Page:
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‹‹‹ prev (196) Page 186Page 186Come under my plaidie

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(197) Page 187 - Mary Morison
"My father aye tauld me } my mither and a',
Ye'd mak' a gude husband, and keep me aye Draw.
It's true I lo'e Johnnie ; he's young and he's bonnie ;
But, wae's me! I ken he has naething ava !
I hae little tocher ; ye've made a gude offer ;
I'm now mair than twenty ; my time is but sma' !
Sae gie me your plaidie ; I'll creep in beside ye ;
I thocht ye'd been aulder than threescore and twa!"
She crap in ayont him, beside the stane wa',
Whare Johnnie was list'ning, and heard her tell a' ;
The day was appointed ! — his proud heart it dunted,
And strack 'gainst his side, as if bursting in twa.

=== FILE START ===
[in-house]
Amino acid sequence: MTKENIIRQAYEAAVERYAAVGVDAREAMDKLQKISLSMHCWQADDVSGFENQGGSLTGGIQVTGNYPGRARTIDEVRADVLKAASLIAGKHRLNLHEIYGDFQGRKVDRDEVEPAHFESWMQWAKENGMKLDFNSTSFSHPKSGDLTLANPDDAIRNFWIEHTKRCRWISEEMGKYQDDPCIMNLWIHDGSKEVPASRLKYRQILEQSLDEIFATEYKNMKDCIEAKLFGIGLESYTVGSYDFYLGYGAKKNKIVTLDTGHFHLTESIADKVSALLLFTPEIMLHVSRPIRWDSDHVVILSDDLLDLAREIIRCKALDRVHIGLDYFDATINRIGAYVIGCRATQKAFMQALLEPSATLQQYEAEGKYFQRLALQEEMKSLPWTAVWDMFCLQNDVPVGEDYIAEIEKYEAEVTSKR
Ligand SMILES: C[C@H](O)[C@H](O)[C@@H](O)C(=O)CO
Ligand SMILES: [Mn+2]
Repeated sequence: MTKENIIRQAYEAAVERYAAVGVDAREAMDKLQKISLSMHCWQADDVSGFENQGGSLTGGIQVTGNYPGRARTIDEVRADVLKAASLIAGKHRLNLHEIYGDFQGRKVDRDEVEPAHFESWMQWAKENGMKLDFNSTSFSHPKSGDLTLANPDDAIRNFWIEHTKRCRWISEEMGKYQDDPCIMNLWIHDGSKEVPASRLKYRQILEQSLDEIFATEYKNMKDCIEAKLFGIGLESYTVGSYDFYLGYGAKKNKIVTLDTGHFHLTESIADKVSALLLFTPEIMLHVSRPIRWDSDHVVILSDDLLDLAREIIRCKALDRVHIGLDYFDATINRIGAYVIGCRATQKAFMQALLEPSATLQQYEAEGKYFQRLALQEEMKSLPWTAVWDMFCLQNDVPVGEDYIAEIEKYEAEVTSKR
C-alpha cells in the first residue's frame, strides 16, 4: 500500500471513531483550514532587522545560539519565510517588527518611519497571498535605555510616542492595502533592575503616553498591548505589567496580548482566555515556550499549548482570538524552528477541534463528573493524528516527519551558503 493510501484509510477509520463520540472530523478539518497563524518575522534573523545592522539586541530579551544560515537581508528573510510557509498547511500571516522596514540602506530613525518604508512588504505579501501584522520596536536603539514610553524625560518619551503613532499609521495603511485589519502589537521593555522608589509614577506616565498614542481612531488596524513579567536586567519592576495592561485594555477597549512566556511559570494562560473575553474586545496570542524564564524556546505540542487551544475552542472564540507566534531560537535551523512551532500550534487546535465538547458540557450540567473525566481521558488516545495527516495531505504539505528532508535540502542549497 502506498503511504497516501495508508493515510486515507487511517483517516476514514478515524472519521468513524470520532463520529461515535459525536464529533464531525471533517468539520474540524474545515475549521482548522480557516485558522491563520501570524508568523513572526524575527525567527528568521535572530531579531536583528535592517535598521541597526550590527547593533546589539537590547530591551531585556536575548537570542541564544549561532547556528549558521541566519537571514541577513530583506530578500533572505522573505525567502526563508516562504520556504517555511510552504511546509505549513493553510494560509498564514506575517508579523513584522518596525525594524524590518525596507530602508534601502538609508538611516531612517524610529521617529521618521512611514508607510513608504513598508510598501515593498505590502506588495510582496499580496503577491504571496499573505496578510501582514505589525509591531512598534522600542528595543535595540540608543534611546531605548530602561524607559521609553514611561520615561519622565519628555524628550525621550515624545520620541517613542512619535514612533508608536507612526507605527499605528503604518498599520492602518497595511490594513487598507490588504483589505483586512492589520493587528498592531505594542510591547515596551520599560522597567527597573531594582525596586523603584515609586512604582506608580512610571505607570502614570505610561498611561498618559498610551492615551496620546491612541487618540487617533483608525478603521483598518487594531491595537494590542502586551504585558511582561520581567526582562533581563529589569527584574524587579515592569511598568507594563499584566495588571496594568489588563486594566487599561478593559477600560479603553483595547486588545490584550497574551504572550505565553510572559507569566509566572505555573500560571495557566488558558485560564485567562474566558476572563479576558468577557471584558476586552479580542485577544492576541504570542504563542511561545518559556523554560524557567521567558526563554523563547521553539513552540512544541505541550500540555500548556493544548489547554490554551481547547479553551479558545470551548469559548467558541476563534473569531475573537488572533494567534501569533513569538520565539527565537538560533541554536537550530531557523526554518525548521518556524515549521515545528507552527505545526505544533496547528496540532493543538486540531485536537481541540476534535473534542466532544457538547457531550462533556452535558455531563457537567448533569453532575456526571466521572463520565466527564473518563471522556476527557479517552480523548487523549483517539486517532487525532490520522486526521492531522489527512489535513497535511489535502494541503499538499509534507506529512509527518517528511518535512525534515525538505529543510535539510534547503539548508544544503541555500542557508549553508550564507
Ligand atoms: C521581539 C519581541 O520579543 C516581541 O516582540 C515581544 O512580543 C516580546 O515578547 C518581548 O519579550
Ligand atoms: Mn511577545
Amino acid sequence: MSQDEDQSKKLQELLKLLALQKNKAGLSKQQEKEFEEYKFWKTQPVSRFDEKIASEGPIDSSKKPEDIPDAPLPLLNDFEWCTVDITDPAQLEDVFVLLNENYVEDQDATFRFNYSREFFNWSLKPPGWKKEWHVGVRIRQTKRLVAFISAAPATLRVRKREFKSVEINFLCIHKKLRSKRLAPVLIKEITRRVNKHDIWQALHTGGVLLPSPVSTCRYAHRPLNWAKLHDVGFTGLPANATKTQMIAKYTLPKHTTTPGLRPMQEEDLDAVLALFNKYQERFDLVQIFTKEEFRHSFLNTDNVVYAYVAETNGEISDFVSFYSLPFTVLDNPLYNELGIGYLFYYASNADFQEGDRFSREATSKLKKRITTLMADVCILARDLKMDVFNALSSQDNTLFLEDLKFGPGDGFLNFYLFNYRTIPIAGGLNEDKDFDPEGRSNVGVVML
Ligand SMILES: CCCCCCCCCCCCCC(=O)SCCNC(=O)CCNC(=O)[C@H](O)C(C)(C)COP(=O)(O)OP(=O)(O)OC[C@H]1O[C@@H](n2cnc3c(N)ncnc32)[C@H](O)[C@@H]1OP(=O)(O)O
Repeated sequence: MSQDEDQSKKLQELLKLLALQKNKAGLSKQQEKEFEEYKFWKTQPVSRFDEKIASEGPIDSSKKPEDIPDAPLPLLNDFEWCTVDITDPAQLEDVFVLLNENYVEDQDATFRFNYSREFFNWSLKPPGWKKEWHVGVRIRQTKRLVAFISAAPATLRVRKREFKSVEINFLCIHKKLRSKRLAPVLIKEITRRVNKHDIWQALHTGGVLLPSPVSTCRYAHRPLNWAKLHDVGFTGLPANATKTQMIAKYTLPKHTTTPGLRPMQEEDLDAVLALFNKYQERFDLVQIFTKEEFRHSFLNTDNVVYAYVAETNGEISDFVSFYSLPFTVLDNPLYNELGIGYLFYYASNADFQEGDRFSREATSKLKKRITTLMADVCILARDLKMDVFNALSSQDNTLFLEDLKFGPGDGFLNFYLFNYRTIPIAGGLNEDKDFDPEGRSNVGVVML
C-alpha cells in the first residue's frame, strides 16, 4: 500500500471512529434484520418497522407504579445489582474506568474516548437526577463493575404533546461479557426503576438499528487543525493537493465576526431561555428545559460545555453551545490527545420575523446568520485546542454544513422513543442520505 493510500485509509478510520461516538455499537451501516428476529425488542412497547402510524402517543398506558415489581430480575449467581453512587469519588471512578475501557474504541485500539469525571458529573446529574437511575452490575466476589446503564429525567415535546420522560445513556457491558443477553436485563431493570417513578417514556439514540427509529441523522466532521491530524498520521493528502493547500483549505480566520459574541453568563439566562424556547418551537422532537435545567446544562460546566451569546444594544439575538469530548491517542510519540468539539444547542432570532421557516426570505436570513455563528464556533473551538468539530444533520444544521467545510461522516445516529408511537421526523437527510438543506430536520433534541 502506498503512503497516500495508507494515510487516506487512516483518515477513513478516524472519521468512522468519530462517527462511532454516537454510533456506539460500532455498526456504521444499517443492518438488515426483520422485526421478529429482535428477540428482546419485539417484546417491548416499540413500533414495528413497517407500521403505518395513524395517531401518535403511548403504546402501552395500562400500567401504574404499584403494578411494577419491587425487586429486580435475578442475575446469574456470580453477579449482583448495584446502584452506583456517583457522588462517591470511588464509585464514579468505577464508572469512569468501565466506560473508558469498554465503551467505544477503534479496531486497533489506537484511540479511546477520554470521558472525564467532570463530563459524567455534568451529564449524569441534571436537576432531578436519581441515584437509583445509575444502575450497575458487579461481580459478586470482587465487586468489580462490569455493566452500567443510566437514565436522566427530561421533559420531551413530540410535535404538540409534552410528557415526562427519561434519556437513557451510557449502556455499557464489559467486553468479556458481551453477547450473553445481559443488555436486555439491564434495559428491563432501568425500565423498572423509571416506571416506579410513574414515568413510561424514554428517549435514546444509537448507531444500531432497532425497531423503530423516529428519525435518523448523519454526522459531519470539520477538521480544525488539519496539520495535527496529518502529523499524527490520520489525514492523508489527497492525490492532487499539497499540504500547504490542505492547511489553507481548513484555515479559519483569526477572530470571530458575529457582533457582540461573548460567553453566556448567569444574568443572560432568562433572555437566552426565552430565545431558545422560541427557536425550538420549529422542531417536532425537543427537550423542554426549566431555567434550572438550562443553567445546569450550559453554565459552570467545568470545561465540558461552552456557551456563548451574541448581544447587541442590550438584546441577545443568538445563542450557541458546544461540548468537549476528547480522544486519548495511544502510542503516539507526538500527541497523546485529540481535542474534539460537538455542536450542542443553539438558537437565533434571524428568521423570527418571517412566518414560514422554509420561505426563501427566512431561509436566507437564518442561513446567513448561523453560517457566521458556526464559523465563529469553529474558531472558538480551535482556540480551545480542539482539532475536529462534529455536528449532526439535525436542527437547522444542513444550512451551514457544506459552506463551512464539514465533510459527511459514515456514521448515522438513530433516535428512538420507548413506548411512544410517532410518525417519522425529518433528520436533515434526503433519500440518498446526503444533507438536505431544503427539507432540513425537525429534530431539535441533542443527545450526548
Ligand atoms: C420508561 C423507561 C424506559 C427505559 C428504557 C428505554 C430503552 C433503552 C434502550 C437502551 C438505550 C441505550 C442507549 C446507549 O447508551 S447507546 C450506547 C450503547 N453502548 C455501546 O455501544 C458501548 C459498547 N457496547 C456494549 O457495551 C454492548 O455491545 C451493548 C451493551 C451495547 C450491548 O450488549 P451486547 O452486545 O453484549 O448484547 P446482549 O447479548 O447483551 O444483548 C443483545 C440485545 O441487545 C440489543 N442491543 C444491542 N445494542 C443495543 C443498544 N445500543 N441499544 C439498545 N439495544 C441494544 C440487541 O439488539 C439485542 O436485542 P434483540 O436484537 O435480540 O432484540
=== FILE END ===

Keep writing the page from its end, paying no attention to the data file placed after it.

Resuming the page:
He wander'd hame weary, the nicht it was dreary,
And, thowless, he tint his gate 'mang the deep snaw :
The howlet was screamin', while Johnnie cried, " Women
Wad marry auld Nick, if he'd keep them aye braw."
Words by Burns.
Ma-ry, at thy win-dow he, It is the wish'd, the tryst-ed hour ; Those
How glad-ly wad I hide the stoure, A wea - ry slave frae sun to sun, Could
i^^ ^EEEgSia
I the rich re - ward se - cure, The love - ly Ma - ry Mor - i
Yestreen when to the trembling string
The dance gaed through the lighted ha',
To thee my fancy took its wing,
I sat, but neither heard nor saw :
Though this was fair, and that was braw,
And yon the toast of a' the town,
I sigh'd, and said, amang them a',
"Ye are na Mary Morison."
Q Mary ! canst thou wreck his peace,
Wha for thy sake wad gladly die ?
Or canst thou break that heart of his,
Whase only faut is loving thee ?
If love for love thou wilt na gie,
At least be pit}' to me shown:
A thought ungentle canna be
The thought of Mary Morison.

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